Clare Jenkins, Portsmouth Superintendent for Hampshire Constabulary, said: “This campaign is particularly pertinent at this time of the year when we know that the number of domestic abuse cases reported increase. It’s important to be working together to ensure that anyone suffering from domestic abuse knows where to get help.”
A few year ago, Kirsty Mellor, from Portsmouth, found the courage to leave an abusive relationship.
“It didn’t begin with physical violence,” she said. “It was subtle and gradual – to the point everything I did throughout my daily routine I had him in mind; from tins stacked front-facing and toothpaste squeezed correctly to gravy made with water first. He dictated the way I did everything and anything.
“When he was cross he would hurl abuse at me. He was always sorry after, but that didn’t break the cycle and the violence soon escalated to physical abuse.”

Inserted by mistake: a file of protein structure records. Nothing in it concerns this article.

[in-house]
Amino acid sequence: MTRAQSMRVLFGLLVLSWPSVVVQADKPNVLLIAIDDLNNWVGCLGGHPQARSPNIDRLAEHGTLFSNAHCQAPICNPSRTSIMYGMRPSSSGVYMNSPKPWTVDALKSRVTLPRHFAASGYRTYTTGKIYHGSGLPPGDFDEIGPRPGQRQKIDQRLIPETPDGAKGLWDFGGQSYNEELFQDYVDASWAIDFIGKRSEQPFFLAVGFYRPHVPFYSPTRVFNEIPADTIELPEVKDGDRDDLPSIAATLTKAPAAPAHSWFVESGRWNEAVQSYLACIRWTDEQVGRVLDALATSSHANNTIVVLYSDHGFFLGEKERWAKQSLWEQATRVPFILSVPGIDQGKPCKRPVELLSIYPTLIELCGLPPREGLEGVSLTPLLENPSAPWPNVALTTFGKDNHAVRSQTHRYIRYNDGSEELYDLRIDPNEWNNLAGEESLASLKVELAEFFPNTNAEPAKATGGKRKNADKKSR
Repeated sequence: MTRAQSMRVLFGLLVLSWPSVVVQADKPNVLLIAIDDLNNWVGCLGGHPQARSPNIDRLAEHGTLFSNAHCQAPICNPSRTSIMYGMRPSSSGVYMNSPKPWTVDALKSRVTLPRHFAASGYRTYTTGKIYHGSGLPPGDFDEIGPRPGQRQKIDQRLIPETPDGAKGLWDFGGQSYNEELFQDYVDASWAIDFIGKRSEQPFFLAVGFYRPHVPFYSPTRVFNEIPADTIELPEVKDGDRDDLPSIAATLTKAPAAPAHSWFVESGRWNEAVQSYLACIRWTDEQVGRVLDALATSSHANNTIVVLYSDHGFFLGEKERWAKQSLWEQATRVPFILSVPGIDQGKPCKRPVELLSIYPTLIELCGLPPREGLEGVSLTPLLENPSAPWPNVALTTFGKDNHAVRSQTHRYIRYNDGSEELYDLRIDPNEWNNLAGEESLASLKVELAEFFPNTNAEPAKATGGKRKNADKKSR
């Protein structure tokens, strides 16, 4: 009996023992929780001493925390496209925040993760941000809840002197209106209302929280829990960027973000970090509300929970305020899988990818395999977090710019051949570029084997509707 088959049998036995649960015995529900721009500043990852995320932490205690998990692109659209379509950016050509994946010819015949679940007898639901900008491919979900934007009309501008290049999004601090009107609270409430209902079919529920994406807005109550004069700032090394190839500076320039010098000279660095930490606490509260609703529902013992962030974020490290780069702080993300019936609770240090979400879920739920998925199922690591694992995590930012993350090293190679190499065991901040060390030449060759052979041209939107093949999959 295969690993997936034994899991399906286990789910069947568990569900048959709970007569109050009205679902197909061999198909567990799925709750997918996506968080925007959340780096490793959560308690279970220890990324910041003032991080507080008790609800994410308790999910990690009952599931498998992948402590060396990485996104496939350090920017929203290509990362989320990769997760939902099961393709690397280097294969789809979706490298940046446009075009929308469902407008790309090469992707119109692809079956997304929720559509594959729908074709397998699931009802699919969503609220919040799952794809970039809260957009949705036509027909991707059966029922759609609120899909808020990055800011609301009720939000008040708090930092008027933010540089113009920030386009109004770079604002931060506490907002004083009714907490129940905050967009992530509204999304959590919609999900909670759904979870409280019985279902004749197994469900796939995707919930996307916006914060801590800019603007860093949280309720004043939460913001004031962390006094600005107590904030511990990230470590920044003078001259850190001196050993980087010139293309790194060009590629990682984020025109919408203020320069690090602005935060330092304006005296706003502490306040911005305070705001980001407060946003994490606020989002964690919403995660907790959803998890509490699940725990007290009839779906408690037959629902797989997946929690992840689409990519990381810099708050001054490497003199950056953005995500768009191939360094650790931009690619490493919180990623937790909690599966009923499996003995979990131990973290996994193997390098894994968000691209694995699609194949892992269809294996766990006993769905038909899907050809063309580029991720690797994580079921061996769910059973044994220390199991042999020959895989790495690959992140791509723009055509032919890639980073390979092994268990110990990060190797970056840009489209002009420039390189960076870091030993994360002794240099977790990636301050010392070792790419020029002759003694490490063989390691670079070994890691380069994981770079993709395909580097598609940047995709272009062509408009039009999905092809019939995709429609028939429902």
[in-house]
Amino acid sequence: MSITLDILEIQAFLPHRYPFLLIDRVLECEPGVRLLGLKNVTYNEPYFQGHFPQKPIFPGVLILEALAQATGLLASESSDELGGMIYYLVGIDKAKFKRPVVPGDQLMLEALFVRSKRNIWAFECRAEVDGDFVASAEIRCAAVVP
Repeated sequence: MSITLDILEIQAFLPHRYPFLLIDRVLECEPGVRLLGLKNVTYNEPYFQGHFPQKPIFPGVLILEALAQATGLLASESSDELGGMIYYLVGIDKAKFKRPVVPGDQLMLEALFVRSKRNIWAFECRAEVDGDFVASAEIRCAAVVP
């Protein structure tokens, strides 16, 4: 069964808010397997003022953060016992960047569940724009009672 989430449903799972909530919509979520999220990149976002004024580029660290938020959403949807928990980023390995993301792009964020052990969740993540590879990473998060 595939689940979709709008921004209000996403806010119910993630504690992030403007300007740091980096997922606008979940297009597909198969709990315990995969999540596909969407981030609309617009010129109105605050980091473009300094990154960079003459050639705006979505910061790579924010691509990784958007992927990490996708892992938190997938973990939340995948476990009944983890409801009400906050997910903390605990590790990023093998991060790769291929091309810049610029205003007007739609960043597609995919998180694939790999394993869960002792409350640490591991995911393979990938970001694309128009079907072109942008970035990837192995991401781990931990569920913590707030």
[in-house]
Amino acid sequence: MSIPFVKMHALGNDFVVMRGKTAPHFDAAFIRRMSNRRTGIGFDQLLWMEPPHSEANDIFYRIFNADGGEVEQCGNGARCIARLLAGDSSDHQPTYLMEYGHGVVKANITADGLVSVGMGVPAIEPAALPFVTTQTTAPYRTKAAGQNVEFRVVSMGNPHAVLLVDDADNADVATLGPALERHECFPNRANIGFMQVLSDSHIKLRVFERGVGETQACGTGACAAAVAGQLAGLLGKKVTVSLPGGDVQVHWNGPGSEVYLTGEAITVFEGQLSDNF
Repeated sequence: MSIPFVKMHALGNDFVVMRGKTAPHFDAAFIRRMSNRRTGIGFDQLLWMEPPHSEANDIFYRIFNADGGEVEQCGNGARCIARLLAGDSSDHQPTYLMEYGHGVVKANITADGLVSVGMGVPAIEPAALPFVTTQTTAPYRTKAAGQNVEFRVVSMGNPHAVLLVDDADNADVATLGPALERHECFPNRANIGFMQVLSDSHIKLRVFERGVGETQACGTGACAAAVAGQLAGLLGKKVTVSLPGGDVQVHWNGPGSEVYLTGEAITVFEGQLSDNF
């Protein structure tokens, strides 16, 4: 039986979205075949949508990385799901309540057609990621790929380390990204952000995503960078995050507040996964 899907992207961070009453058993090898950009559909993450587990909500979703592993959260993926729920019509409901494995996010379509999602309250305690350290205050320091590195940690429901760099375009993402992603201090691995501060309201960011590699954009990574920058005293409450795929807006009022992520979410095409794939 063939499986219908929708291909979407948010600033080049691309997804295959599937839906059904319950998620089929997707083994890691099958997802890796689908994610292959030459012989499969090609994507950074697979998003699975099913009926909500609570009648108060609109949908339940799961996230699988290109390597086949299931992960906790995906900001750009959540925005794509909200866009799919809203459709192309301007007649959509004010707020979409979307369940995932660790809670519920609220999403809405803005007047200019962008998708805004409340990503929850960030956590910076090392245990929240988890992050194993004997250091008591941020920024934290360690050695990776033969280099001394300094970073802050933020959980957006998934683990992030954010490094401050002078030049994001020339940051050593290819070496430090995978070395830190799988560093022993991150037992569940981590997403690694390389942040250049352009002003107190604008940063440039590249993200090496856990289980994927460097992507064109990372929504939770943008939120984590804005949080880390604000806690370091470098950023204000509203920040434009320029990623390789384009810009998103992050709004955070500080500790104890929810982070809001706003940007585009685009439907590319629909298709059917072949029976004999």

Tackling domestic abuse has been a priority for the Safer Portsmouth Partnership for more than a decade, and there is always an increased demand for support around this time of the year; more so with the impact of the pandemic.
Cllr Lee Hunt, Cabinet Member for Community Safety at Portsmouth City Council, said: “Together with many partners city-wide, from all backgrounds and ages, our work to reduce and prevent domestic abuse will never stop.
“40% of all assaults in Portsmouth take place in a family setting, and witnessing violence is a risk factor for perpetrating violence and/or experiencing further abuse – so it’s paramount that we do everything we can, particularly during such difficult times and at this time of the year, to raise awareness of abusive behaviours and ensure people know where they can go to get help.”